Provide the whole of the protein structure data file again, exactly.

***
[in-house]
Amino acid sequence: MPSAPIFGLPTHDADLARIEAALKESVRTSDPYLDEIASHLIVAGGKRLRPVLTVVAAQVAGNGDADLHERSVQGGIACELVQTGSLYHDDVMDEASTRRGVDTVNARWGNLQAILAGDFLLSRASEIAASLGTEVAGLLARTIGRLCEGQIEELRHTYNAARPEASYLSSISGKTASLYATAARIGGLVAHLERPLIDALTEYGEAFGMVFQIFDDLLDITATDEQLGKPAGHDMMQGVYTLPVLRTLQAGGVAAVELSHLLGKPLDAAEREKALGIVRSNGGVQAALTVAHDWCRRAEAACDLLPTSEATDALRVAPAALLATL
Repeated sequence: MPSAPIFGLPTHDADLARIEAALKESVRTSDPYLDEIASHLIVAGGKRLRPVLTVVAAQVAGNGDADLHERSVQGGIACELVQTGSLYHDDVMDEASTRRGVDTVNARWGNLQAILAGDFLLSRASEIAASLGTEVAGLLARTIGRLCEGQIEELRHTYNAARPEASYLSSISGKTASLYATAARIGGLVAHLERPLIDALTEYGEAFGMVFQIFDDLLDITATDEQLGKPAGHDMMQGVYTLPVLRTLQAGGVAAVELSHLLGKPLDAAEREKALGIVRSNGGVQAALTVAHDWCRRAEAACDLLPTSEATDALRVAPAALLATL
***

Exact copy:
[in-house]
Amino acid sequence: MPSAPIFGLPTHDADLARIEAALKESVRTSDPYLDEIASHLIVAGGKRLRPVLTVVAAQVAGNGDADLHERSVQGGIACELVQTGSLYHDDVMDEASTRRGVDTVNARWGNLQAILAGDFLLSRASEIAASLGTEVAGLLARTIGRLCEGQIEELRHTYNAARPEASYLSSISGKTASLYATAARIGGLVAHLERPLIDALTEYGEAFGMVFQIFDDLLDITATDEQLGKPAGHDMMQGVYTLPVLRTLQAGGVAAVELSHLLGKPLDAAEREKALGIVRSNGGVQAALTVAHDWCRRAEAACDLLPTSEATDALRVAPAALLATL
Repeated sequence: MPSAPIFGLPTHDADLARIEAALKESVRTSDPYLDEIASHLIVAGGKRLRPVLTVVAAQVAGNGDADLHERSVQGGIACELVQTGSLYHDDVMDEASTRRGVDTVNARWGNLQAILAGDFLLSRASEIAASLGTEVAGLLARTIGRLCEGQIEELRHTYNAARPEASYLSSISGKTASLYATAARIGGLVAHLERPLIDALTEYGEAFGMVFQIFDDLLDITATDEQLGKPAGHDMMQGVYTLPVLRTLQAGGVAAVELSHLLGKPLDAAEREKALGIVRSNGGVQAALTVAHDWCRRAEAACDLLPTSEATDALRVAPAALLATL